This is a festive treat for anyone who finds gently-competitive skills formats – a la Bake Off – irresistible. And in the spirit of the season, these shows do as much good as they do entertaining, and informing. For traditional craft skills are in crisis. Cricket-ball making and gold-beating are already extinct in the UK, and the Heritage Crafts Association’s annual Red List finds over a hundred more to be endangered, many of them critically. To the rescue, ride your friendly neighbourhood streaming platforms, in this case Netflix.
+ Got the clay moves? Find out in The Great British Pottery Throw Down
We meet up with Andi, Alexander, Edgar, Cat, and Nao, contestants from the first two series of Blown Awaywho didn’t quite make ‘Best in Glass’. These aren’t newbies plucked from obscurity – see Disney+’s The Big Leap for a cockle-warming drama on that premise – but artists, students and workers in the glass trade. Their guides are interior designer Bobby Berk and Professor Katherine Gray, a glass-scrutinising Prue Leith. In familiar style, each episode sees the competitors responding to challenges by making an original glasswork from scratch in four hours. “My biggest competition is 22-year-old Edgar!” says Edgar, keen to burnish his skills with a blowtorch better than he did in Series 2. And the Christmassy prize? $10,000 to the winner’s charity, along with the same amount to the winner.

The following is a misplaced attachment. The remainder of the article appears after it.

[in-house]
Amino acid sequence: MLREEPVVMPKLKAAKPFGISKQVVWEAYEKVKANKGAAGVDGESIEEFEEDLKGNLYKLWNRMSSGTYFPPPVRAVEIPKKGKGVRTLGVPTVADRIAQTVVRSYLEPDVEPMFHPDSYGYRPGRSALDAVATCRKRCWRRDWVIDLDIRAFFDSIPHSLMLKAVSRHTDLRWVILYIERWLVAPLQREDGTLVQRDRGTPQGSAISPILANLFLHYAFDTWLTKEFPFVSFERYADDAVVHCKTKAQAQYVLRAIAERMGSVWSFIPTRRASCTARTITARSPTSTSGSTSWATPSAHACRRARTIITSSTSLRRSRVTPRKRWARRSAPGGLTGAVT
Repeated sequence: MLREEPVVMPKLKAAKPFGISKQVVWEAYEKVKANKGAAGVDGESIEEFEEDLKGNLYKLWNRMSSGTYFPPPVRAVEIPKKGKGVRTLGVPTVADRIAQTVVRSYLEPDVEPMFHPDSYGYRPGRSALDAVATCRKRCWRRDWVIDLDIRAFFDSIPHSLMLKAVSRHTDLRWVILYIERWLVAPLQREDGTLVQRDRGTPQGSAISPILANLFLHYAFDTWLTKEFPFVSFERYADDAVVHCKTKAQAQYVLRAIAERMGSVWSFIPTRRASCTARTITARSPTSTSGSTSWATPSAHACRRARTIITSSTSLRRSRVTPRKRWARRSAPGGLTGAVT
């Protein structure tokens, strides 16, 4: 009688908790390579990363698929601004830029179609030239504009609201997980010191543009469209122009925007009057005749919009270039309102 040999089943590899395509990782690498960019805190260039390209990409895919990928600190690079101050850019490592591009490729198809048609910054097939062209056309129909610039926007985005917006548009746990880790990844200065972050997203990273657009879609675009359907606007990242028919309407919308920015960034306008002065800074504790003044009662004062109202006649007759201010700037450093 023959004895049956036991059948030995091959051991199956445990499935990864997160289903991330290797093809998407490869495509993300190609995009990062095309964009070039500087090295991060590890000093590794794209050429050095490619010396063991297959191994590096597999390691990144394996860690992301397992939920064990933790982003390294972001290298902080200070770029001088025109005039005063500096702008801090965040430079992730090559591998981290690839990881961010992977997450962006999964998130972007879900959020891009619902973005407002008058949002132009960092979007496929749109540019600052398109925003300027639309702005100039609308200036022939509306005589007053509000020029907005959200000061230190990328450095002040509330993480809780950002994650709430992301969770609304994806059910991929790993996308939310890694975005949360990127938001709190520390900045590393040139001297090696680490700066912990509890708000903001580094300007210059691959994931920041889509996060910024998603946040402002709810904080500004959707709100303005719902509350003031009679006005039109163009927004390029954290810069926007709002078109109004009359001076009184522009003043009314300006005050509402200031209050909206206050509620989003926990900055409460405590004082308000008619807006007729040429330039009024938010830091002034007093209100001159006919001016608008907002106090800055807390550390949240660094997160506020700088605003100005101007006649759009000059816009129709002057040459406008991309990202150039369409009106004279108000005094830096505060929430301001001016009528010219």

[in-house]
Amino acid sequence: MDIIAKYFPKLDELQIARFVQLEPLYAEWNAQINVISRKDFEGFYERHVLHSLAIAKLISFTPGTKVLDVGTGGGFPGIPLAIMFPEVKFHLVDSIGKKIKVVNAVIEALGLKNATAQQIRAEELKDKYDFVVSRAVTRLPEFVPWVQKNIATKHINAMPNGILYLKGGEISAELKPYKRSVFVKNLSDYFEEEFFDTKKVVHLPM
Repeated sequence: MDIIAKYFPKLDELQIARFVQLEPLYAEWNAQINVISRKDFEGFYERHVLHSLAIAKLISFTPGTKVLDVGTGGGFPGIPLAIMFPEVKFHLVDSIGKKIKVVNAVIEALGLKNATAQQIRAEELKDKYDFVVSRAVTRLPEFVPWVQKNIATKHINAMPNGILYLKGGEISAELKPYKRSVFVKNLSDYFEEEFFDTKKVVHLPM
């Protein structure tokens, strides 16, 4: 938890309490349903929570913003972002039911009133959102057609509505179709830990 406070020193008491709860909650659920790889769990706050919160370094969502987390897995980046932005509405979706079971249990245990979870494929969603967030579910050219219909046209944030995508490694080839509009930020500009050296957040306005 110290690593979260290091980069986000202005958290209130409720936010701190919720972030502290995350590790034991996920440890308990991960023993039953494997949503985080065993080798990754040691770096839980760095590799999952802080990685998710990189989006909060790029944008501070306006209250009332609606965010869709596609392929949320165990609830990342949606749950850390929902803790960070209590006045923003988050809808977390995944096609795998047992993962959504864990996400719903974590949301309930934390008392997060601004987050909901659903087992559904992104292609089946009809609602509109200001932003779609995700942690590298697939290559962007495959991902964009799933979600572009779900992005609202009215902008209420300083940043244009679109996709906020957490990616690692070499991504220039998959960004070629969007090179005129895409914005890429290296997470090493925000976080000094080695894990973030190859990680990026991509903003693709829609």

+ Another fine craft competition you got me into: All That Glitters
Must has been one of the first to review the Christmas special, but others have applauded earlier seasons, whilst lamenting that the show is hidden away in the depths of Netflix’s algorithm – hey, that’s why Must is here! Rachel Syme, writing in The New Yorker says “the whole thing feels a little like something you might have found on public-access television in the eighties—a ragtag group of artisans bumbling around a makeshift studio… But, for me, there is no better way to spend a too-hot summer day than holed up in my apartment, watching people melt sand.” Writing in The Guardian Stuart Heritage is both anxious at the complexity of the challenge of Blown Away, “this isn’t MasterChef, where you can wander into the kitchen after an episode and replicate some of the techniques in your own home.” And whilst he has some reservations, he says, “I am fascinated by it. I can’t stop watching it. I am only writing this to make you watch it, so I can have someone to talk to about it.”
Here at Must we agree with Bobby Berk the host of this Christmas special: you will be “sleighed” by this show. First shown December 2021.